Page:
The attacker was immobilized and detained by the police, but no information has yet been received. British newspaper The Guardian cites eyewitness accounts who say they saw a man wearing a black face mask run onto the stage and attack Rushdie as he sat down. Paula Voell, a retired journalist, said: at the Buffalo News: “We saw the man run a few steps across the stage, and there was horror – the whole audience reacted, and probably 15 people ran out onto the stage to try to look at him.”

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Iran ordered the assassination of Rushdie in 1989.

The author of The Satanic Verses, published in 1988, was sentenced to death by Iran’s leader Ayatollah Ruhollah Khomeini a year after publication on charges of blasphemous labor for Muslim believers. This decision forced Salman Rushdie to live in an unknown area under police protection, and a fatwa issued by the Iranian leader promising a three million dollar reward to anyone who kills the writer ultimately became the source of the rupture of diplomatic relations between Britain and Iran. The Iranian government has long distanced itself from Khomeini’s decree, but anti-Rushdie sentiment persists.

In 2012, the Iranian Religious Foundation increased the bounty for Rushdie’s assassination to $3.3 million. At the time, Rushdie downplayed the threat, saying there was “no evidence” that people were interested in the reward. In the same year, the writer published his memoirs “Joseph Anton Memory”, about the “fatwa”.

Author of about two dozen works, Rushdie received the Booker Prize in 1981 for Midnight’s Children, also awarded the Booker Prize in 1993, and in 2008 for The Best of Booker. “O Último Suspiro do Mouro” earned him the Withbread Prize in 1995 and the European Union Literary Prize in 1996.

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EU President considers visa ban for all Russians – Newsroom



“A total freeze on Russian visas by all EU member states could be another very effective sanction,” Czech Foreign Minister Jan Lipavsky said in a statement obtained by AFP.

Lipavsky said he would make the offer at an informal meeting of EU foreign ministers in Prague at the end of August.

The Ukrainian authorities are demanding such a step from the EU, but this has divided the countries of the block, which are forced to unanimously adopt sanctions.

“During this period of Russian aggression, which the Kremlin continues to intensify, one cannot speak of ordinary tourism for Russian citizens,” Lipavsky said. Otherwise, the Czech Republic has stopped issuing visas to Russians since February 25, the day after Russia invaded Ukraine.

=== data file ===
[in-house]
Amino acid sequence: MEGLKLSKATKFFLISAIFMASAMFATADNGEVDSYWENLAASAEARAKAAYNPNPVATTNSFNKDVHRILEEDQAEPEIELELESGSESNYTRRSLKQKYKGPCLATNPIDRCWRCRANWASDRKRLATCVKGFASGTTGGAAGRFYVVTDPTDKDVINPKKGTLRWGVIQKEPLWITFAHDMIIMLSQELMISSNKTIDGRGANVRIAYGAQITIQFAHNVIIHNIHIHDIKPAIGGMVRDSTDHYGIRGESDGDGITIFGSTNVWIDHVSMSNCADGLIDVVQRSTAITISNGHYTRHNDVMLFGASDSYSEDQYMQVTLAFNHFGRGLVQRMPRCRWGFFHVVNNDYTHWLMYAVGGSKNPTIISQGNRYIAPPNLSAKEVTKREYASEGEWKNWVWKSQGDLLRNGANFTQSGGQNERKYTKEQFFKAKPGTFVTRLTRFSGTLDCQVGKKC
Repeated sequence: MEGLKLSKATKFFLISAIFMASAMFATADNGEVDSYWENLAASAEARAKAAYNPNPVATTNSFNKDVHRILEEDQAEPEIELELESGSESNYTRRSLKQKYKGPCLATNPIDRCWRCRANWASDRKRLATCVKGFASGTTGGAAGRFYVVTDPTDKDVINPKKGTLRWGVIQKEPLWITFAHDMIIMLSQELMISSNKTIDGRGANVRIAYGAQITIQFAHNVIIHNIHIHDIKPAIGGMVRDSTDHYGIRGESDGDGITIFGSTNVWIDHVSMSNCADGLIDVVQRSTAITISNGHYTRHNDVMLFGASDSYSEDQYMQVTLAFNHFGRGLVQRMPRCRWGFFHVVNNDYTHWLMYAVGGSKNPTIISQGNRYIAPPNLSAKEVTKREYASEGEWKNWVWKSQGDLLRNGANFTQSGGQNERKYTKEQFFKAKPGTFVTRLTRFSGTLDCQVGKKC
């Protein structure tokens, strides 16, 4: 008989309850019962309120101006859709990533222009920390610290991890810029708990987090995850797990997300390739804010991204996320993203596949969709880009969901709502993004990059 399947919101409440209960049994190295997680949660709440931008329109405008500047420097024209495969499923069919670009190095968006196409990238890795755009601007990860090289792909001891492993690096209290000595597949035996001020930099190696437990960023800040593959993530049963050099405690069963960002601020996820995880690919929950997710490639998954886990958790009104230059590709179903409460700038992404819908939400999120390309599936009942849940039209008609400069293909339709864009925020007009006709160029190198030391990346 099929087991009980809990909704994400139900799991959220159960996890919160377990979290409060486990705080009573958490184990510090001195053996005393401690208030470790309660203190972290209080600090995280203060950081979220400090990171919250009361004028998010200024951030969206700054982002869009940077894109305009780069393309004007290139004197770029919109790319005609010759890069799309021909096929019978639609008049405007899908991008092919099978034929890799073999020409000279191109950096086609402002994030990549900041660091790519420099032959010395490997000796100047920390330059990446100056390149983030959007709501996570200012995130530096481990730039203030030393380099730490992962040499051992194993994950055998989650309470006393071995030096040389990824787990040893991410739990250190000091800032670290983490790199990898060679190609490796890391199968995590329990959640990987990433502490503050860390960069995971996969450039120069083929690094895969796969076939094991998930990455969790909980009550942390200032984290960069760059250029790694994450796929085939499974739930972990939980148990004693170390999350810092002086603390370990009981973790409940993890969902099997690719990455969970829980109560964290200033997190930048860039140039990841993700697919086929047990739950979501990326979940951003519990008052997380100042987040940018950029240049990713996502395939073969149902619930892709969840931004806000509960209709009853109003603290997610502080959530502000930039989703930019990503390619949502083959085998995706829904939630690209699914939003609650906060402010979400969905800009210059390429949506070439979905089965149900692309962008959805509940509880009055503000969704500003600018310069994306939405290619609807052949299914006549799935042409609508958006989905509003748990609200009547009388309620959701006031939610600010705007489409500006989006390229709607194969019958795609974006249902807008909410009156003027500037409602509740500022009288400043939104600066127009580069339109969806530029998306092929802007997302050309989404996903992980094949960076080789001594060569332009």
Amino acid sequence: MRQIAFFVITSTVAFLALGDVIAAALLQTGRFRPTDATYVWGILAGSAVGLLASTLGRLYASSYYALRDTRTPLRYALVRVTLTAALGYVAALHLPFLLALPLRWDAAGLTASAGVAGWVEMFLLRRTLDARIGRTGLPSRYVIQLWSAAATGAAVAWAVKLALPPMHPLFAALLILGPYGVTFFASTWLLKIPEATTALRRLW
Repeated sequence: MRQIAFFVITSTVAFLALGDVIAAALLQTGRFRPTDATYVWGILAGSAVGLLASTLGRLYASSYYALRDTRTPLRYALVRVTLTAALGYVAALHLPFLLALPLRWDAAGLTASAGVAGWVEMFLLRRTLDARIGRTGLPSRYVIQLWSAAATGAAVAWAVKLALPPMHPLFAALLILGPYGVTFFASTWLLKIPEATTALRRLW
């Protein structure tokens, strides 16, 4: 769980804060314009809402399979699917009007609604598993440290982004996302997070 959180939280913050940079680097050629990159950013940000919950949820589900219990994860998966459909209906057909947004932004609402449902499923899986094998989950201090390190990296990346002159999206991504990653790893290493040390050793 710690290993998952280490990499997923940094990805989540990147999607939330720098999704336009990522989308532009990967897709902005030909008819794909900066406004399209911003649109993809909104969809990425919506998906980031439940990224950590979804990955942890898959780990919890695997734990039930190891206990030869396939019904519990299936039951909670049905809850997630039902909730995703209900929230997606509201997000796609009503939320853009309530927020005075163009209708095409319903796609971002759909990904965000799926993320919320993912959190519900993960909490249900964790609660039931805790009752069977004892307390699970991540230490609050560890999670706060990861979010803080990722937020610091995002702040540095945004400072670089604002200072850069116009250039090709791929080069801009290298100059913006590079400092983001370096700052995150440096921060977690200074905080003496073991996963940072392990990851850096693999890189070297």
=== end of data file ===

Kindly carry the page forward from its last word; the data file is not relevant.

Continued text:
The EU has so far adopted six packages of sanctions against Russia.

Ukrainian President Volodymyr Zelensky called on Western countries to ban all Russian citizens from entering their territory in an interview with the Washington Post this week.

Last week, Finnish Foreign Minister Pekka Haavisto unveiled a plan to limit tourist visas for Russians.

Kaja Kallas, Estonia’s prime minister, also on the border with Russia, earlier this week urged the EU to stop issuing visas to Russians.

“Visiting Europe is a privilege, not a human right,” he tweeted on Tuesday. Lipavsky said the move would send “a very clear and direct signal to Russian society.”

This would show that “the Western world does not tolerate the aggression and hateful rhetoric of the Russian regime against free and democratic countries that do not pose a threat to Russia,” he added.

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Shooter shot dead while trying to break into FBI office



A gunman who tried to break into an FBI office in Cincinnati, Ohio, was killed by law enforcement on Thursday after several hours of clashes.

The incident at the Federal Bureau of Investigation (FBI) office in Cincinnati comes after authorities warned of an increase in threats against federal agents in the days following Monday’s searches of former President Donald Trump’s Mar-a-Lago in Florida.

The FBI said in a statement that early Thursday morning, a gunman attempted to “break into” an office in Cincinnati, Ohio.

“An alarm went off, armed FBI agents arrived, and the suspect fled,” the federal police said.

Police sources said the man was wearing a bulletproof vest and was chased down the freeway and then abandoned his car on nearby country roads bordering forests and farmland near Interstate 71, about 45 miles (72 km) ) northeast of Cincinnati.

“After the car stopped, a shootout broke out between the police and the suspect,” the federal police said.

The man fled to a cornfield, where he was surrounded by police, who unsuccessfully tried to negotiate with him to surrender to the authorities, an Ohio police spokesman said in the evening.

The 42-year-old man died at the scene after pointing a gun at the police, who opened fire.

FBI Director Christopher Wray announced on Wednesday that the FBI had received threats following the search of Trump’s home, calling them “deplorable and dangerous.”